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When is It Appropriate to Use "an" Instead of "a"?

Tricia Christensen
Updated May 23, 2024
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In American English, there are several instances where you would use “an” instead of “a” to speak or write correctly. Both “an” and “a” are called indefinite articles because they don't tend to be as specific as other forms of articles like “the.” If you say, “I was talking to a dog,” it’s not quite the same as saying, “ I was talking to the dog.” “I want a sandwich” is equally not as specific as “I want the sandwich you are holding.”

Lots of people are taught the rule that it is important to use “an” instead of “a” when words begin with a vowel. This is not exactly accurate. Some words beginning with a vowel are best proceeded by “a” instead of “an”. Actually the difference lies in how the word sounds, not the letter with which it begins. If the initial sound of the word sounds like a consonant but begins with a vowel, paying attention to that sound can help you decide that words like the following take “an” instead of “a.” Here are some words where it is easy to determine that “an” is the appropriate choice: An apple, an orange, an only child, an Italian, an early start, an eel, an unusual situation.

The vowel sounds produced in the first sound of each word in the above examples are classic vowel sounds, like short A, long O, short I, short E, long E and short U. These words, when they begin with such sounds, will tend to take “an” instead of “a”. Furthermore, words with a silent “h” like “herb” and “heir” often take “an” instead of “a”. In British English, you’ll find a few more words that drop the h sound and take “an” than you will in American English.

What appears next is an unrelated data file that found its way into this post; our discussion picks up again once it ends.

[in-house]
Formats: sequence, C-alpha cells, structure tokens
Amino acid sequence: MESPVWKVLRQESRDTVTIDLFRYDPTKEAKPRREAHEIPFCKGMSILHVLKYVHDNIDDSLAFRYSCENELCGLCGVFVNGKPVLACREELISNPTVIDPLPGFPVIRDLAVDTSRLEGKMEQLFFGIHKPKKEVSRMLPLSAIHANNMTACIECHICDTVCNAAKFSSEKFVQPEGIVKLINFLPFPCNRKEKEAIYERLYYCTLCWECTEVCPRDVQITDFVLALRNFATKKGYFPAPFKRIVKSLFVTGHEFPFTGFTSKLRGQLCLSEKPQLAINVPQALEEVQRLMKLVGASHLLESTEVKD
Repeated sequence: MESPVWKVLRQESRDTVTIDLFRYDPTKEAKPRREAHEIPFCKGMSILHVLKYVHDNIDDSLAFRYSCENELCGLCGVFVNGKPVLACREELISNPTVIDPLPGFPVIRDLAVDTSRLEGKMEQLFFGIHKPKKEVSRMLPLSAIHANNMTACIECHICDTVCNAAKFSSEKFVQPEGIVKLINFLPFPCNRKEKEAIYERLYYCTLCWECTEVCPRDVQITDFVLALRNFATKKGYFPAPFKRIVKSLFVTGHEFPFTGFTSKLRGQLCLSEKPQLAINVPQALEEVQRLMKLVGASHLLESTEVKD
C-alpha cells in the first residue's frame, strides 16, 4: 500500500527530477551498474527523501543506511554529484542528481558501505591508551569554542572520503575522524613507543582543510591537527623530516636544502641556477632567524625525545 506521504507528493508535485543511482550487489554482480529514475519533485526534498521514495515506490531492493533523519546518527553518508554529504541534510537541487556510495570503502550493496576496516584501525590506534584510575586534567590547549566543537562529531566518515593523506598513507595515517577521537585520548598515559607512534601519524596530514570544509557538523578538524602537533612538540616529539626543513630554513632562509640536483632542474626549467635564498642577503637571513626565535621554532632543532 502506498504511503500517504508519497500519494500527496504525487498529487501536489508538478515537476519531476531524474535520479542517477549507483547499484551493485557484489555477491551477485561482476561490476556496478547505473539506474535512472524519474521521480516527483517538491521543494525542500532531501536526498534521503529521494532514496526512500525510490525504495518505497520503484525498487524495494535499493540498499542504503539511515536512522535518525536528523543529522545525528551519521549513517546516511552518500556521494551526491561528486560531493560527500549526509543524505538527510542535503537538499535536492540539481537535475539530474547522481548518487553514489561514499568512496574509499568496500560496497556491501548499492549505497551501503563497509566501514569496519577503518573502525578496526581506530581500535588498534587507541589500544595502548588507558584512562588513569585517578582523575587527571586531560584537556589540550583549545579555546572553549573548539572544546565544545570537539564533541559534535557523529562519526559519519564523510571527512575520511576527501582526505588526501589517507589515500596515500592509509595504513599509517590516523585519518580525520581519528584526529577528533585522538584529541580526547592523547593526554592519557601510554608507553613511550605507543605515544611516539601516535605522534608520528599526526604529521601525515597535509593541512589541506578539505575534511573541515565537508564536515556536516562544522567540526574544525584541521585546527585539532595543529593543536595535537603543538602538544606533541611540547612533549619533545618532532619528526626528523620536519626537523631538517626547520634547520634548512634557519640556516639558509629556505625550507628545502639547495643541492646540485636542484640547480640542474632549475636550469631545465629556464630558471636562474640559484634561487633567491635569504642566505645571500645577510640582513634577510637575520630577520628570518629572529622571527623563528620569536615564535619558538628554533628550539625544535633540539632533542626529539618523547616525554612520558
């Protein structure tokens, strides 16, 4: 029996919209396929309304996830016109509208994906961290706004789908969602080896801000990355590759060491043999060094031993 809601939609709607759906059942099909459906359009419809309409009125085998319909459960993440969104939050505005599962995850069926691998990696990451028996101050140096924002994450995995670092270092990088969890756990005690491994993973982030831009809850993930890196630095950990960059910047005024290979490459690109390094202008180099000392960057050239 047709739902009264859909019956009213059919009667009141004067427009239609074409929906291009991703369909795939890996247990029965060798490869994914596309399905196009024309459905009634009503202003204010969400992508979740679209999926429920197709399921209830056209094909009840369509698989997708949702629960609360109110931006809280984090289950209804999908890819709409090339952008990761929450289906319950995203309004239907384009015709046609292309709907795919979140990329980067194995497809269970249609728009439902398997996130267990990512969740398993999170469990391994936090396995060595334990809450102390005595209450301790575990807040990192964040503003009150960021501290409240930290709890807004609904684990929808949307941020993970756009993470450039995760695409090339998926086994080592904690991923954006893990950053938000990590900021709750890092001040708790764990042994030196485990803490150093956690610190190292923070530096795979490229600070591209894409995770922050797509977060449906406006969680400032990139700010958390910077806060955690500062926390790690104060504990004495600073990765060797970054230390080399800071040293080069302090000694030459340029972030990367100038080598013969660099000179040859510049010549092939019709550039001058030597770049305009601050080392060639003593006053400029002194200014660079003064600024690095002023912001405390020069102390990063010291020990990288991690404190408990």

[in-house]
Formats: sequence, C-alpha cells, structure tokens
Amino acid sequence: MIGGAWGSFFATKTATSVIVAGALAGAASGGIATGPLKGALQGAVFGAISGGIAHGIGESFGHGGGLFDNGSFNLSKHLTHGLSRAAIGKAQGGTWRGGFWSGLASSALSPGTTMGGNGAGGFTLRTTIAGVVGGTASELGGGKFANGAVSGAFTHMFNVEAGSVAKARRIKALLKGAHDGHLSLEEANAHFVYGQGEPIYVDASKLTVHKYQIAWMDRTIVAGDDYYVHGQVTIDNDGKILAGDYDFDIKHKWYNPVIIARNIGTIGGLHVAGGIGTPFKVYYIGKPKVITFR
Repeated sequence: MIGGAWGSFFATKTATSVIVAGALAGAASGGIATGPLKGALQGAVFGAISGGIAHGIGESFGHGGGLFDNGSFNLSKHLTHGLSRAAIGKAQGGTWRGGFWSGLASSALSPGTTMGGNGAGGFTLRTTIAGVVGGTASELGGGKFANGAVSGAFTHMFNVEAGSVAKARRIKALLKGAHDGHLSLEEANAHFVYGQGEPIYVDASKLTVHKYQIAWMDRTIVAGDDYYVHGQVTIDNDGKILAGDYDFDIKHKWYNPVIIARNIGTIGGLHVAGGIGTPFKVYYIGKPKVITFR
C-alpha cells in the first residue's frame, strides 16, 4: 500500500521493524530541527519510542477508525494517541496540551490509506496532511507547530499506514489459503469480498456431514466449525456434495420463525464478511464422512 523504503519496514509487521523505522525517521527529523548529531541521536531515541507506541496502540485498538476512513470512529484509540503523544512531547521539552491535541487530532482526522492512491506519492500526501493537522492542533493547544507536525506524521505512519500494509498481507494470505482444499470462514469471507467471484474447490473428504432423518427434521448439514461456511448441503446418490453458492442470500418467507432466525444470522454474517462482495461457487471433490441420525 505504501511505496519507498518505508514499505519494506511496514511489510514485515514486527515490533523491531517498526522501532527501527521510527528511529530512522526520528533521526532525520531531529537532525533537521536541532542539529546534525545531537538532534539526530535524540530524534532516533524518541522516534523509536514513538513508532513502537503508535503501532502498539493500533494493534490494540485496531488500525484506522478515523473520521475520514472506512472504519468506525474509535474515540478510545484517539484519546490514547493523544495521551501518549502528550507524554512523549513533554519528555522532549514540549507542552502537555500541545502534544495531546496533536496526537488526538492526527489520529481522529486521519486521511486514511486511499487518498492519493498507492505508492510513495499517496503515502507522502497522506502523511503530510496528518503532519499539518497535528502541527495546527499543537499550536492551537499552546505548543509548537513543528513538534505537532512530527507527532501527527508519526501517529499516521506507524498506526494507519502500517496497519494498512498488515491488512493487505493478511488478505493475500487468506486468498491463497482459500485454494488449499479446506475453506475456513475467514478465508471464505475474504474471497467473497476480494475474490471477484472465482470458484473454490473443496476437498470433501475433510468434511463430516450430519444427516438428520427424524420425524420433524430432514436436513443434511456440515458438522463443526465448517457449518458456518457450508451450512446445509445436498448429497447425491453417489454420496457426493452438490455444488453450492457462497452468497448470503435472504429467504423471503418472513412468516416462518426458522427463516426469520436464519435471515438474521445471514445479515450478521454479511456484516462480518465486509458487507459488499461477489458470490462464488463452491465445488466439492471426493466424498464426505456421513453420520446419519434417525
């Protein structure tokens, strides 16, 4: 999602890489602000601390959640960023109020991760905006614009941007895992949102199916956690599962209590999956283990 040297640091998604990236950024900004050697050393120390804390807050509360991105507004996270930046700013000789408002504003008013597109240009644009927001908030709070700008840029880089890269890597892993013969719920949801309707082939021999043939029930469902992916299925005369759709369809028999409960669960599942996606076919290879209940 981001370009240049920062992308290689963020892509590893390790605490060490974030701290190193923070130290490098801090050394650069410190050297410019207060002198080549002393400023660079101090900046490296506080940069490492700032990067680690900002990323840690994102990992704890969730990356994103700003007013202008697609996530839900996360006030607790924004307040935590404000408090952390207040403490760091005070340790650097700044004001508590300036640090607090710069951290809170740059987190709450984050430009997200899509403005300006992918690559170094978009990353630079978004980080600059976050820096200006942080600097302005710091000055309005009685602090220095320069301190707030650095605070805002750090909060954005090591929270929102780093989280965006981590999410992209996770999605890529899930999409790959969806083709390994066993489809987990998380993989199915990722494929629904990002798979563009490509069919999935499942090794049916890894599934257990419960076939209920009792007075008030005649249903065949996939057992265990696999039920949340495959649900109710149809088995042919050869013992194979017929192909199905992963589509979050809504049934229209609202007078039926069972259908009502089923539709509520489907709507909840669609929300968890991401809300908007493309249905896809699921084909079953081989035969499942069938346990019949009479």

There are words that begin with vowels that will take “a” instead of “an”. The long U sound in words like ukulele, usual, useful, actually produces a “y” sound at the beginning comparable to the opening sounds in words like youthful. Though it would seem to make sense to use “an” instead of “a” since these words begin with a vowel, it isn’t just about the letter, but the sound. You would use “a” before ukulele, useful or usual. Furthermore, a few words with an “o” like one and once, make a beginning “W” sound and take an “a.” Examples include: a once in a lifetime opportunity, a useful tool, and a ukulele.